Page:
Spline Miter Joints
“Whatever you can do or dream you can, begin it. Boldness has genius, power and magic in it.”
Goethe…(1749-1832) German writer, Polymath
The Beauty of Spline Miter Joints
Spline miter joints offers strength and elegance. It is a joint that wants to be seen and recognized unlike many other joints that serve a utilitarian purpose and are concealed. Often times spline miter joints are made of contrasting colored woods and that is this case of the species chosen for the joinery of this arts and crafts style picture frame selected for this posting. The frame is made from a Camala, a light toned wood from Peru and the spline miter joints for the joinery is cut from black walnut.
To create the spline miter joints we use a shop made spline miter jig that is simply made from scrap plywood in the woodworking shop. The jig has a 90 degree cradle that seats the picture frame and is held in place with a spring clamp. When cutting spline miter joints a flat tooth saw blade is used so that the walnut spline will fit into the saw kerf without any exposed gaps present. In this instance a 1/8″ dado blade is chosen for the task.
Location of the Spline Miter Joints
It is a good idea to determine the location we want for our spline miter joints to be cut on the picture frame. Once this placement is made we can simply clamp a piece of scrap into the jig and to make a test cut. We will need to adjust the rip fence in or out as we will be sliding the miter jig alongside of it. Also, we need to set the saw blade height as this will represent the depth of the cut for the spline. Once these settings are adjusted it is simply a matter of carefully making a pass through the blade and then repositioning the picture frame for the next miter to be cut.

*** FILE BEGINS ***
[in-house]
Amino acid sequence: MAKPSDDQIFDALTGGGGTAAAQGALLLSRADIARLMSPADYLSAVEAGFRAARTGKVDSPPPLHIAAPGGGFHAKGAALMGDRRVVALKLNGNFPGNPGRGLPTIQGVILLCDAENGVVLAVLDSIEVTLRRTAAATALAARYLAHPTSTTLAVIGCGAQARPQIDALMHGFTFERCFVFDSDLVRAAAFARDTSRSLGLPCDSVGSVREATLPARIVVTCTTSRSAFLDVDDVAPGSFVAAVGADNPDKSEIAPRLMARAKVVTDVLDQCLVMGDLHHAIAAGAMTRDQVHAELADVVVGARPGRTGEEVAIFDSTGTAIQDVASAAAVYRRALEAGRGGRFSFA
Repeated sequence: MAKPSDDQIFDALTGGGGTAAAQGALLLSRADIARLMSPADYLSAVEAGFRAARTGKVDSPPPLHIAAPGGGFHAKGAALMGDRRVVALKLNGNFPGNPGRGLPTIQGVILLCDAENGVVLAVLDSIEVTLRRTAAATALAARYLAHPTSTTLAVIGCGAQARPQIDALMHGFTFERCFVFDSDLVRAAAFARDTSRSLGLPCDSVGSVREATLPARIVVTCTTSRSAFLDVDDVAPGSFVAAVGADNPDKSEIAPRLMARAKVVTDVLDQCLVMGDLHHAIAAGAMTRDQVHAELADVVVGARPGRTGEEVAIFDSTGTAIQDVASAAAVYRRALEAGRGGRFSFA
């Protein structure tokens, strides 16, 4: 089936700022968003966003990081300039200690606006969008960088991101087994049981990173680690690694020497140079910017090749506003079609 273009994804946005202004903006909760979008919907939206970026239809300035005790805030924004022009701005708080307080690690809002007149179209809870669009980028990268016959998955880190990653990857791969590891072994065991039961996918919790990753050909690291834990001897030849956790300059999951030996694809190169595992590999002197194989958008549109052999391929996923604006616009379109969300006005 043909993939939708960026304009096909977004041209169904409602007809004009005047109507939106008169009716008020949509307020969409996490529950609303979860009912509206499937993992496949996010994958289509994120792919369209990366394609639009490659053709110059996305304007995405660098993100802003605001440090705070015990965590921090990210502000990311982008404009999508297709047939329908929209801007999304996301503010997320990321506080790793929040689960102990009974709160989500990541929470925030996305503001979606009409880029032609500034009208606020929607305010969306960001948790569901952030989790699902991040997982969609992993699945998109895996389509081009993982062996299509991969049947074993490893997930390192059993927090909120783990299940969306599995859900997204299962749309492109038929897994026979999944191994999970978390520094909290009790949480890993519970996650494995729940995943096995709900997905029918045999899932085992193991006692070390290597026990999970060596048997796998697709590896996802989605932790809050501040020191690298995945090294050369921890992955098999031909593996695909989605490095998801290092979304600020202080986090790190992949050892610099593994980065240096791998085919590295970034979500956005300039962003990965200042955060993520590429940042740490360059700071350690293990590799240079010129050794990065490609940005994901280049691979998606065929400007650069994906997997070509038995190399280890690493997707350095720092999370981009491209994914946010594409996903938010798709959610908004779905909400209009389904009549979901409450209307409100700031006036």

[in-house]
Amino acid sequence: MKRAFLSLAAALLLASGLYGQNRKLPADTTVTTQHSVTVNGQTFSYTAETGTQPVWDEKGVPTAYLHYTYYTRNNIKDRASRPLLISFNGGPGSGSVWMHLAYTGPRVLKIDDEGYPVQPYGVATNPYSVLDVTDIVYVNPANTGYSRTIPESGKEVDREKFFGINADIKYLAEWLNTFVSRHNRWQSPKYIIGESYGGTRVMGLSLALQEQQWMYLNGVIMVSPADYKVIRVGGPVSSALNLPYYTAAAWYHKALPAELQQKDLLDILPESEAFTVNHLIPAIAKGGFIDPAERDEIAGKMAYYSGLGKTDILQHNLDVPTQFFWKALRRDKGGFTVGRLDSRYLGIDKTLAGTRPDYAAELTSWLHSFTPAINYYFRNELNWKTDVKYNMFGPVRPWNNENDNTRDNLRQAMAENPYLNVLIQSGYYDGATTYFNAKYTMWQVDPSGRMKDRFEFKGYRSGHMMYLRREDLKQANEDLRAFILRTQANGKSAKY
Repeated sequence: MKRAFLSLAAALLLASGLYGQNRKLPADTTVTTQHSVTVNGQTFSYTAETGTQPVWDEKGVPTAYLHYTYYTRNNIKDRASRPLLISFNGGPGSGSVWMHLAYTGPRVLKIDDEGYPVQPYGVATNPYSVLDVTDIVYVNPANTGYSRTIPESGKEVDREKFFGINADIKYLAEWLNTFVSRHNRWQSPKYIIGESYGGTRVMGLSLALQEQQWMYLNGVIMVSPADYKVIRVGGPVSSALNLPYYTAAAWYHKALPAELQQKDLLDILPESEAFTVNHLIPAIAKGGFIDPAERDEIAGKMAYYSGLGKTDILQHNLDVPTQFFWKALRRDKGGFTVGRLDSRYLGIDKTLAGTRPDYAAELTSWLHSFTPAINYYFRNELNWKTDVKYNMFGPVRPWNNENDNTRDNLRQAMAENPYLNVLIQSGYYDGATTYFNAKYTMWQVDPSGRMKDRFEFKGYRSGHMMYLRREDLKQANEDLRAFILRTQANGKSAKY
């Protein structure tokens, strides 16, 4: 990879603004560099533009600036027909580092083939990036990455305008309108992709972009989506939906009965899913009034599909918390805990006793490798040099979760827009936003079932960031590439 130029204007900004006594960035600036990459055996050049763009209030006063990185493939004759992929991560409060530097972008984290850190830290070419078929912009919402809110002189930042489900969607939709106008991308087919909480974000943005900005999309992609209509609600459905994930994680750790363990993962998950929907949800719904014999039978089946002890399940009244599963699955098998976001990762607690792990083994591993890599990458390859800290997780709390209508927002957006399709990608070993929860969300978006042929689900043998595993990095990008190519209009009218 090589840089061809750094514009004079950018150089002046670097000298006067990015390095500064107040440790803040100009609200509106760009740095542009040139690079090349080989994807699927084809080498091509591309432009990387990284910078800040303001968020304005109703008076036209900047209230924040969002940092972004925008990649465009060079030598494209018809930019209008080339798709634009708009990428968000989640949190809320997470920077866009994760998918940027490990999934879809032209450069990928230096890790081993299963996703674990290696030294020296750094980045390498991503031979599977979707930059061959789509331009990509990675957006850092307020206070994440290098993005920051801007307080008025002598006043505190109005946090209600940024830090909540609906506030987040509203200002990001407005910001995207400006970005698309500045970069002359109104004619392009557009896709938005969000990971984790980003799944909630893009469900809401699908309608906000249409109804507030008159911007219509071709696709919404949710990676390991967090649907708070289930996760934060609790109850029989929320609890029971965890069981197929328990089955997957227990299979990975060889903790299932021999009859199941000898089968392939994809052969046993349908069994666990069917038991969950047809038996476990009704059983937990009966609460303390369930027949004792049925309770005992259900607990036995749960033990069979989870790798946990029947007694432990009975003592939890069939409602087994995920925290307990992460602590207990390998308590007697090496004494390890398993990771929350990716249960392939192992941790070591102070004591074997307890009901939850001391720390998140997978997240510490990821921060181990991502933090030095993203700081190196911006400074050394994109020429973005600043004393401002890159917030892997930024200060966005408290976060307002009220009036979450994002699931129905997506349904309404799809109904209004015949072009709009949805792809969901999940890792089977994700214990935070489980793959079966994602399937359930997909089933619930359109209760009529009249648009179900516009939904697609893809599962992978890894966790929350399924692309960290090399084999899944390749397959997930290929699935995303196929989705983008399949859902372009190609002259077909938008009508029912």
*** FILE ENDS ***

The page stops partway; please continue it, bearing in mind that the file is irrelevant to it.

Once all the cuts have been made for the spline miter joints, we can focus our attention on making the spline material. In this case it is 1/8″. Start by ripping the spline a bit wider than the depth of the miter cut and then dimension the material equal to the width of the joints’ saw kerf. Once we achieve the proper thickness for our splines it is time to cut enough triangular pieces for all joints. This is performed by using the dedicated miter sled for the band saw. It makes for quick work and it is very safe especially for working with smaller sized material.
Gluing the Spline Miter Joints
When all the splines are cut we simply brush white glue onto the spline and press the spline into the saw kerf. Now, it is just a matter of repeating this procedure for all the joints. At this point allow for the glue to set at least an hour before sanding the excess of the splines at the disc sander. (Be careful to just remove the excess of the splines and avoid sanding into the frame. Notice how the miter gauge was used to control the sanding.) When all the spline miter joints are finished with sanding at the disc sander we can then use a block sander to detail the joints in preparation for applying one of my favorite wood finishes.